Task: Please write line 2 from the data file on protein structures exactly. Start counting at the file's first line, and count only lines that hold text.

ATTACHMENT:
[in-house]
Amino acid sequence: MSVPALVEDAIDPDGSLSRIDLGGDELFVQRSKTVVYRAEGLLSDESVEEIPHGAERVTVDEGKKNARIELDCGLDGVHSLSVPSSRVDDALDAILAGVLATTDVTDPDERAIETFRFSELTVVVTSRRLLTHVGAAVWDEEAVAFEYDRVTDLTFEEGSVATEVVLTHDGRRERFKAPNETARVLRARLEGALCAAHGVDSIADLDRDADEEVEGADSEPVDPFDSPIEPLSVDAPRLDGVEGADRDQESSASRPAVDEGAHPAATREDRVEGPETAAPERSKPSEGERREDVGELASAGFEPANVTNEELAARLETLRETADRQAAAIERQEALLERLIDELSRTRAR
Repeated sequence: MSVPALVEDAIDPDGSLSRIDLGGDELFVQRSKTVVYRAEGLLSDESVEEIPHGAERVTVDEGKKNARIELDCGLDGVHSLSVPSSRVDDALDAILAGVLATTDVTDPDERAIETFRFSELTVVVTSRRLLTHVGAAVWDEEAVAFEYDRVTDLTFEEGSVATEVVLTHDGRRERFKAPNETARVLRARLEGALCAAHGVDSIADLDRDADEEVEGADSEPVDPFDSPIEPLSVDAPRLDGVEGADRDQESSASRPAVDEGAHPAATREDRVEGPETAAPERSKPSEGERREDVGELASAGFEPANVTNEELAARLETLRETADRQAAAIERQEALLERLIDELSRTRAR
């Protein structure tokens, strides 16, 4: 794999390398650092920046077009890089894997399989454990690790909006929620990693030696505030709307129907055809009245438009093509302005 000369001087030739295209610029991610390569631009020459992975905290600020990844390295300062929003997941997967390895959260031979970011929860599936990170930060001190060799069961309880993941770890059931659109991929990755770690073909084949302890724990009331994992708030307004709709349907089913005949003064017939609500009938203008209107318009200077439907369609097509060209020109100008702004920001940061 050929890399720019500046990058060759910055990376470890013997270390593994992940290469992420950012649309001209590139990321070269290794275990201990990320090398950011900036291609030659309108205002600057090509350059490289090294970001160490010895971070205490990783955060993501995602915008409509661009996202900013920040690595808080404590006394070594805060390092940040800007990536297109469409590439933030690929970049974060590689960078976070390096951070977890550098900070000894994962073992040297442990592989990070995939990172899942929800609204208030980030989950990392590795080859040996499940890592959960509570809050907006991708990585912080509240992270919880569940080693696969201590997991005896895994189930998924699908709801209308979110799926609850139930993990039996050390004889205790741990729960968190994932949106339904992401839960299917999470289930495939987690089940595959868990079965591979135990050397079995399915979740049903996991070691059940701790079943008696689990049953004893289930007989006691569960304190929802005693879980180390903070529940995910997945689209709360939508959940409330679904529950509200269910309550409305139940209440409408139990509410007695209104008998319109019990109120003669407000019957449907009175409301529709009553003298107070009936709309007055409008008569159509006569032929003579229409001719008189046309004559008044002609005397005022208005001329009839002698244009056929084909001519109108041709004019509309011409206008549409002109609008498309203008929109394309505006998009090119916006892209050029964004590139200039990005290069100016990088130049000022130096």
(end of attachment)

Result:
Amino acid sequence: MSVPALVEDAIDPDGSLSRIDLGGDELFVQRSKTVVYRAEGLLSDESVEEIPHGAERVTVDEGKKNARIELDCGLDGVHSLSVPSSRVDDALDAILAGVLATTDVTDPDERAIETFRFSELTVVVTSRRLLTHVGAAVWDEEAVAFEYDRVTDLTFEEGSVATEVVLTHDGRRERFKAPNETARVLRARLEGALCAAHGVDSIADLDRDADEEVEGADSEPVDPFDSPIEPLSVDAPRLDGVEGADRDQESSASRPAVDEGAHPAATREDRVEGPETAAPERSKPSEGERREDVGELASAGFEPANVTNEELAARLETLRETADRQAAAIERQEALLERLIDELSRTRAR